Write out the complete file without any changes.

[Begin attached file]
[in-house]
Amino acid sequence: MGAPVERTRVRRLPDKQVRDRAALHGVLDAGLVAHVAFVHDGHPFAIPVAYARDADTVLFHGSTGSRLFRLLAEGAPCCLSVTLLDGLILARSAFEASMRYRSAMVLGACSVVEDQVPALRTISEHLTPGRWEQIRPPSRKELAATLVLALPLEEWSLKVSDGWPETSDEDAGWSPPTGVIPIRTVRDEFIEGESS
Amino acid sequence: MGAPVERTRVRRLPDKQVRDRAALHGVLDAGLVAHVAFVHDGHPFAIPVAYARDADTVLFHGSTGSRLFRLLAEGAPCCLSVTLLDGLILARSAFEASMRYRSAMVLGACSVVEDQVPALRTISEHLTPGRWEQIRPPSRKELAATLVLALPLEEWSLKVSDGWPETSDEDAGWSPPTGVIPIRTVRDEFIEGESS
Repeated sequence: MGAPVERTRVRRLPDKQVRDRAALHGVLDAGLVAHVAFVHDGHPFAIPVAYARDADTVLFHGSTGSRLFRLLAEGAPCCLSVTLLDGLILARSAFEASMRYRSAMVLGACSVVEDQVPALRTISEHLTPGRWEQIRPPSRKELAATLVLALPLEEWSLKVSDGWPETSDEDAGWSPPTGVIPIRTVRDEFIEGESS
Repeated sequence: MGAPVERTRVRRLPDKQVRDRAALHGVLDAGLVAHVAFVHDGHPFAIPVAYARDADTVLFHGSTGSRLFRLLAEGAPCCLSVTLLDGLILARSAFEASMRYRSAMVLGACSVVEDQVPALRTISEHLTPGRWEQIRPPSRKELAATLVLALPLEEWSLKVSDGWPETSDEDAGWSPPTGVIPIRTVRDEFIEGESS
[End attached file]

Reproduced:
[in-house]
Amino acid sequence: MGAPVERTRVRRLPDKQVRDRAALHGVLDAGLVAHVAFVHDGHPFAIPVAYARDADTVLFHGSTGSRLFRLLAEGAPCCLSVTLLDGLILARSAFEASMRYRSAMVLGACSVVEDQVPALRTISEHLTPGRWEQIRPPSRKELAATLVLALPLEEWSLKVSDGWPETSDEDAGWSPPTGVIPIRTVRDEFIEGESS
Amino acid sequence: MGAPVERTRVRRLPDKQVRDRAALHGVLDAGLVAHVAFVHDGHPFAIPVAYARDADTVLFHGSTGSRLFRLLAEGAPCCLSVTLLDGLILARSAFEASMRYRSAMVLGACSVVEDQVPALRTISEHLTPGRWEQIRPPSRKELAATLVLALPLEEWSLKVSDGWPETSDEDAGWSPPTGVIPIRTVRDEFIEGESS
Repeated sequence: MGAPVERTRVRRLPDKQVRDRAALHGVLDAGLVAHVAFVHDGHPFAIPVAYARDADTVLFHGSTGSRLFRLLAEGAPCCLSVTLLDGLILARSAFEASMRYRSAMVLGACSVVEDQVPALRTISEHLTPGRWEQIRPPSRKELAATLVLALPLEEWSLKVSDGWPETSDEDAGWSPPTGVIPIRTVRDEFIEGESS
Repeated sequence: MGAPVERTRVRRLPDKQVRDRAALHGVLDAGLVAHVAFVHDGHPFAIPVAYARDADTVLFHGSTGSRLFRLLAEGAPCCLSVTLLDGLILARSAFEASMRYRSAMVLGACSVVEDQVPALRTISEHLTPGRWEQIRPPSRKELAATLVLALPLEEWSLKVSDGWPETSDEDAGWSPPTGVIPIRTVRDEFIEGESS